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J Occup Environ Med. 2007 May;49(5):484-92.

Hypertension and road traffic noise exposure.

Author information

1
TNO (Netherlands Organization for Applied Scientific Research), Delft, the Netherlands. yvonne.dekluizenaar@tno.nl

Abstract

OBJECTIVE:

The purpose of this study was to assess the relationship between road traffic noise exposure at home and the prevalence of hypertension.

METHODS:

We conducted cross-sectional analyses in a large random sample (N=40,856) of inhabitants of Groningen City, and in a subsample (the Prevention of Renal and Vascular End-Stage Disease [PREVEND]) study cohort; N=8592).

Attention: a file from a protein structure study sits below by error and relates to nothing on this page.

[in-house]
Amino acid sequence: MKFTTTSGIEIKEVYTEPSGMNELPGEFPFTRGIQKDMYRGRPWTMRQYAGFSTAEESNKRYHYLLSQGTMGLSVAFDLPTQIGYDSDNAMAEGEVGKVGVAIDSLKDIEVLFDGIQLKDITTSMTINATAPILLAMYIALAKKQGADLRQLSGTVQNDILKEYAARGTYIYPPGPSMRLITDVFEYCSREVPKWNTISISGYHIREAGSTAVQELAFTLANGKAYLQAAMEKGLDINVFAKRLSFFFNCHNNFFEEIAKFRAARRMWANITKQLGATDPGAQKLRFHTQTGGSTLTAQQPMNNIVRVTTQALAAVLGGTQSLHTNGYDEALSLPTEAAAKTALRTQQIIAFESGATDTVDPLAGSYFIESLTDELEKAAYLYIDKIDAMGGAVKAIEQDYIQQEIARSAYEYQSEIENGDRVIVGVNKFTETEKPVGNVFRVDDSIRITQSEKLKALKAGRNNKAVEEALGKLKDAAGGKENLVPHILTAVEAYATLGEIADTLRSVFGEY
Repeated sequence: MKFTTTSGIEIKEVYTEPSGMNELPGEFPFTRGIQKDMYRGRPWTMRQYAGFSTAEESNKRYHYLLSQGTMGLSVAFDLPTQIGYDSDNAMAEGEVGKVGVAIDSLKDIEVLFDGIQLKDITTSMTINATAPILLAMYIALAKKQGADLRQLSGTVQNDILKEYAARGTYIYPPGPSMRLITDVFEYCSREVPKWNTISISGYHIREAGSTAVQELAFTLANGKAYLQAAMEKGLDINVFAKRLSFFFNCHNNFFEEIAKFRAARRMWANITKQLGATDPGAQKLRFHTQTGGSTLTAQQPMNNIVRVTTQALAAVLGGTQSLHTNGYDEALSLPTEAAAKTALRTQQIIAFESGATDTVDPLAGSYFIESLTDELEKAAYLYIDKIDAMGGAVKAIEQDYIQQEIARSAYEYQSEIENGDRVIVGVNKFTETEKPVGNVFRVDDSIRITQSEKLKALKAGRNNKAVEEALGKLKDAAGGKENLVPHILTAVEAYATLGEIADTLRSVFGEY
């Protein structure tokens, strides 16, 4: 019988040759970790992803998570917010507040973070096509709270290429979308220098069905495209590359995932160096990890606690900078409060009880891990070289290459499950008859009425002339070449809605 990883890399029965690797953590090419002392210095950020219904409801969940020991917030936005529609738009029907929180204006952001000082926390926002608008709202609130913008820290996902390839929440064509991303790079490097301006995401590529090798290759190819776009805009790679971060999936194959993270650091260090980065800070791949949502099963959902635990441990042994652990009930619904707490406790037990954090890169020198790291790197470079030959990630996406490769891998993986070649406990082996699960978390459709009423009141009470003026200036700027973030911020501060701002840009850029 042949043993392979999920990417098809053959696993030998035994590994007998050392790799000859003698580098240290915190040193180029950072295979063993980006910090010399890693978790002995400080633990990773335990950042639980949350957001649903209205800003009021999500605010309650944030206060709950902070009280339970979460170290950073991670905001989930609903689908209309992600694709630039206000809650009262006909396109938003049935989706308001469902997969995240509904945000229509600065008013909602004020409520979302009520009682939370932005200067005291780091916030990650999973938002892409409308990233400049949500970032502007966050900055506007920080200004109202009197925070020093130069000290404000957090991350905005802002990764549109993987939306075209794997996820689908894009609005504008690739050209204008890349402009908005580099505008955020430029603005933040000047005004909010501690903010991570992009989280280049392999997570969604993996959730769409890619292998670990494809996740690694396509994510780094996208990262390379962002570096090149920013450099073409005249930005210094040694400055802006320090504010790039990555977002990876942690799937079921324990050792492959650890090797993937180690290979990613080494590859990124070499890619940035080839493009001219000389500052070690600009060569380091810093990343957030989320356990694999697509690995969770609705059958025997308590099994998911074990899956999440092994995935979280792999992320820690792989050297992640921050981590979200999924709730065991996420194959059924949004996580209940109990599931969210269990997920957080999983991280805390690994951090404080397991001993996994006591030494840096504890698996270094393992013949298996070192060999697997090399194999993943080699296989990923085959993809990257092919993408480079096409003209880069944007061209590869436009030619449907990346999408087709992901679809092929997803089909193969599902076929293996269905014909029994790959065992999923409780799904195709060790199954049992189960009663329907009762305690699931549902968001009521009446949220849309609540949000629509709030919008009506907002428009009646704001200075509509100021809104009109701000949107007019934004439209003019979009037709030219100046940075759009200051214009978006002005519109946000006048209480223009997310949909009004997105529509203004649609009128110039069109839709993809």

RESULTS:

Before adjustment for confounders, road traffic noise exposure was associated with self-reported use of antihypertensive medication in the city of Groningen sample (odds ratio [OR]=1.31 per 10-dB increase in Lden). Adjusted odds ratios were significant for the subjects between 45 and 55 years old in the full model when adjusted for PM10 (OR=1.19) and at higher exposure (Lden >55 dB) only (OR=1.21; with adjustment for PM10, OR=1.31). In the PREVEND cohort, the unadjusted odds ratio was 1.35 for hypertension (systolic and diastolic blood pressure >140 and >90 mm Hg, respectively, or use of antihypertensive medication). Again, the adjusted odds ratio was significant for subjects between 45 and 55 years old (OR=1.27; with adjustment for PM10, OR=1.39).

CONCLUSIONS:

Exposure to road traffic noise may be associated with hypertension in subjects who are between 45 and 55 years old. Associations seemed to be stronger at higher noise levels.

PMID:
17495691
DOI:
10.1097/JOM.0b013e318058a9ff
[Indexed for MEDLINE]

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